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Volunteer Lawyers for a Day in Housing Court: an Alliance between the Civil Court and City Bar

Media Advisory
April 10, 2008



Oroma Mpi, 212-382-6713


Volunteer Lawyers for a Day in Housing Court:
an Alliance between the Civil Court and City Bar

New York, NY—Today the New York City Civil Court and the New York City Bar Association announced a new partnership to increase accessibility to lawyers in Housing Court. The announcement follows the release of a report titled Volunteer Lawyer for a Day Project Report: A Test of Unbundled Legal Services in the New York City Housing Court, authored by the Civil Court, the Office of the Deputy Chief Administrative Judge for Justice Initiatives, and the City Bar. The report documents the findings and recommendations of a pilot program in which the Civil Court recruited, trained and supervised volunteer lawyers to represent litigants at their initial court appearances in Manhattan.

“Unbundled legal services” is a term used to describe the manner in which lawyers can provide limited representation to a client, if the client agrees to such representation. The lawyer performs only those tasks agreed upon, and the client performs the rest. While such “discrete task representation” is generally accepted in non-litigated matters, it is not commonplace in the courtroom. The purpose of the Housing Court pilot program was to test unbundled legal services in litigated cases. The project was modeled after a successful “lawyer for a day” program run by the Volunteer Legal Services Program, a nonprofit organization founded by the San Francisco Bar Association.

The City Bar’s Committee on Legal Services to Persons of Moderate Means, along with the Civil Court and Hon. Juanita Bing Newton’s Justice Initiatives Office, developed and implemented the project for tenants facing settlement conferences in nonpayment cases. The settlement conference is the court appearance where an attempt to negotiate a stipulation agreement is made.

Between November 2006 and February 2007, a total of 50 tenants were represented through the Lawyer for a Day Program. One hundred percent of the participating tenants raised defenses other than general denials, thus improving the tenants’ leverage in the litigation. According to Administrative Judge Fern A. Fisher of the Civil Court, this is unusual considering a substantial number of oral answers typically contain no defenses other than a general denial.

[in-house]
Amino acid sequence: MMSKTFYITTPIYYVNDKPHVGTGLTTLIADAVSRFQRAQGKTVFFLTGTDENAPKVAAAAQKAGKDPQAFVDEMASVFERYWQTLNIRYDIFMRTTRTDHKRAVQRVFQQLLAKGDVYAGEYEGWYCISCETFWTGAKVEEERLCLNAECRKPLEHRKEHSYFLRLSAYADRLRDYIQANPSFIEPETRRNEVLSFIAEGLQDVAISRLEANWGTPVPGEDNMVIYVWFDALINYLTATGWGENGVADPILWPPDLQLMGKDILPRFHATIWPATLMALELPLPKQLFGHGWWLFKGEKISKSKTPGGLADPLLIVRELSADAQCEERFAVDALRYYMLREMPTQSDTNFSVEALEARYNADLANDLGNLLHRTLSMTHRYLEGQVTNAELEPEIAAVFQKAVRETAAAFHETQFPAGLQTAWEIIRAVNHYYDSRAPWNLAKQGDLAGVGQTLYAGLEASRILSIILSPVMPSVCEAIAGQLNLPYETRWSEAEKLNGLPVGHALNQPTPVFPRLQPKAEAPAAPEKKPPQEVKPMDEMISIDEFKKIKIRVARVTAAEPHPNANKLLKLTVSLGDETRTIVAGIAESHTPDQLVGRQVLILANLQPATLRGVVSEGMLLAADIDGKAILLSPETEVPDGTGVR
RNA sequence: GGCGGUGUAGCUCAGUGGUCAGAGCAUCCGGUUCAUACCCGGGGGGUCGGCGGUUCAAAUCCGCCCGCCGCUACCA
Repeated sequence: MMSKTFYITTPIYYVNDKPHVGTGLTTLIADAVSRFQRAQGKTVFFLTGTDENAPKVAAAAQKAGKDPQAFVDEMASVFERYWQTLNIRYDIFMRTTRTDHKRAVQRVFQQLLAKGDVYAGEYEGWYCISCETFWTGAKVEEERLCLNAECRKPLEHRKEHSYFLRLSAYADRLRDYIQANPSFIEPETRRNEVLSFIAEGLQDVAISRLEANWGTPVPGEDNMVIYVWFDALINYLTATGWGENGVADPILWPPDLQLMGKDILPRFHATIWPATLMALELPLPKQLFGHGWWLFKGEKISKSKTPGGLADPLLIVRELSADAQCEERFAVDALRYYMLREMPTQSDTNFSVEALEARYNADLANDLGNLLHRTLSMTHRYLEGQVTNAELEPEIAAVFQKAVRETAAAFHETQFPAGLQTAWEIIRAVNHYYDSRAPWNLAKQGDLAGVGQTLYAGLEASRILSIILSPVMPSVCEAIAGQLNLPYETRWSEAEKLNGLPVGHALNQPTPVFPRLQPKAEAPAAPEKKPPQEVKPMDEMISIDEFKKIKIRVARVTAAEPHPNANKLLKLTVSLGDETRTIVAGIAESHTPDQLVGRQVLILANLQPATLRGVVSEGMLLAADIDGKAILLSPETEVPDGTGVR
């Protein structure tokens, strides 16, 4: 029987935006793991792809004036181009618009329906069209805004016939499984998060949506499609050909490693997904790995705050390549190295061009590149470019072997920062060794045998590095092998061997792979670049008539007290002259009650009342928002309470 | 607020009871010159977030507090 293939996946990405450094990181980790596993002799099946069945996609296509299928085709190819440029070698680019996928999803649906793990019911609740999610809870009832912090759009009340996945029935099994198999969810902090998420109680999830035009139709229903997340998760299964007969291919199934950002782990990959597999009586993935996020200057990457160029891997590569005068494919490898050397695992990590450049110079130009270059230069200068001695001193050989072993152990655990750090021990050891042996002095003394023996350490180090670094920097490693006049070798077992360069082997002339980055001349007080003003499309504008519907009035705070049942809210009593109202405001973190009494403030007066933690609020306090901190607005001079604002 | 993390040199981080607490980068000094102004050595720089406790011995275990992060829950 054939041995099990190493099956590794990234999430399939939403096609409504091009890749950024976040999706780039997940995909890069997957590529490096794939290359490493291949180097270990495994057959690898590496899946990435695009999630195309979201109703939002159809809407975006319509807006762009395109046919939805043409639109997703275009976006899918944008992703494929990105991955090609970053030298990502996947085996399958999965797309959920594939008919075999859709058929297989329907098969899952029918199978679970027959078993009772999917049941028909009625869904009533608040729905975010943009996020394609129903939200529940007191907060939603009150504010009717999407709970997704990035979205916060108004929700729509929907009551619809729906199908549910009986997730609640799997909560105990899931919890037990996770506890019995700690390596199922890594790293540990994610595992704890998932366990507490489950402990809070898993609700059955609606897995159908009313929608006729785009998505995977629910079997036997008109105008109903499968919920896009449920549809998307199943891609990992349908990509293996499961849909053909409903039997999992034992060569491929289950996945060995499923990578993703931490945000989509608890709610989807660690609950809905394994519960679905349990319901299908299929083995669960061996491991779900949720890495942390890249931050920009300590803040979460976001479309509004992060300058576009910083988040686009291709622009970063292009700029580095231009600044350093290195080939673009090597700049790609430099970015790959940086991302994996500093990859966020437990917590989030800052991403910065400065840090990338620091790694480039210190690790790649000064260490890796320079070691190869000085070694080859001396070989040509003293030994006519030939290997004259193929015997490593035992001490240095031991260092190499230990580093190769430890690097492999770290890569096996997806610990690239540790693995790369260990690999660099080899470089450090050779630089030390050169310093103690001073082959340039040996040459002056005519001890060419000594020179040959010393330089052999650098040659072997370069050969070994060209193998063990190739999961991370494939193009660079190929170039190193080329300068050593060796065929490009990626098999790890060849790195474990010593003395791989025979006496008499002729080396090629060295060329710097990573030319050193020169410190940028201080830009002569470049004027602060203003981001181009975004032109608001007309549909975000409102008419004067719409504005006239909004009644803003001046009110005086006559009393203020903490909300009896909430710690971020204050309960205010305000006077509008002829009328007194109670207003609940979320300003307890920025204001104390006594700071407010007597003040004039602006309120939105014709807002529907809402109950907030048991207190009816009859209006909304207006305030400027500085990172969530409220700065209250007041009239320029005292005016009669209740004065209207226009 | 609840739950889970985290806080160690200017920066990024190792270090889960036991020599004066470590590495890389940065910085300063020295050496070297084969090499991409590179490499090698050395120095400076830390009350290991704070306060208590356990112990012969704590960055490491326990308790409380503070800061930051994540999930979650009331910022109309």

Many litigants had not been aware that the landlord had a duty to provide a habitable apartment, and that this defense could be raised in a nonpayment proceeding. Volunteer lawyers were also able to detect inaccuracies in some landlords’ petitions, such as an inflated amount in rent owed and a jurisdictional defect.  One tenant noted, “[t]he volunteer attorney told me that I could get repairs to the apartment – I would never have thought I could talk about repairs in the nonpayment case.”

The report found that the Lawyer for a Day Program in Housing Court benefits litigants, attorneys, and the court system by improving access to justice, perceptions of fairness, and courthouse efficiency, while also providing attractive pro bono opportunities.

The City Bar Justice Center (CBJC),the pro bono affiliate of the New York City Bar, will hire an experienced landlord-tenant attorney to work part-time in Housing Court on the Lawyer for a Day Program, overseeing the work of the volunteers. The addition of this position, which will be funded by the court system, will allow the program to expand into Brooklyn, and provide support to the court-employed Program Coordinator, the chief administrator of the project. The new CBJC staff member will review the negotiated stipulations, and ideally, serve as a point-of-contact for both litigants and volunteer lawyers.

“We recognize that full legal representation is always preferred in litigation,” said Barry Kamins, President of the New York City Bar Association. “However, with 90 percent of tenants in Housing Court not represented by attorneys, the Lawyer for a Day Program is a practical and effective means of meeting some of the legal need here in the city. The City Bar is pleased to have formed this partnership with the Civil Court, enabling the program to reach Brooklyn and the other outer-boroughs in the near future.”

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About the Association
The New York City Bar Association ( was founded in 1870, and since then has been dedicated to maintaining the high ethical standards of the profession, promoting reform of the law, and providing service to the profession and the public. The Association continues to work for political, legal and social reform, while implementing innovative means to help the disadvantaged. Protecting the public’s welfare remains one of the Association’s highest priorities.


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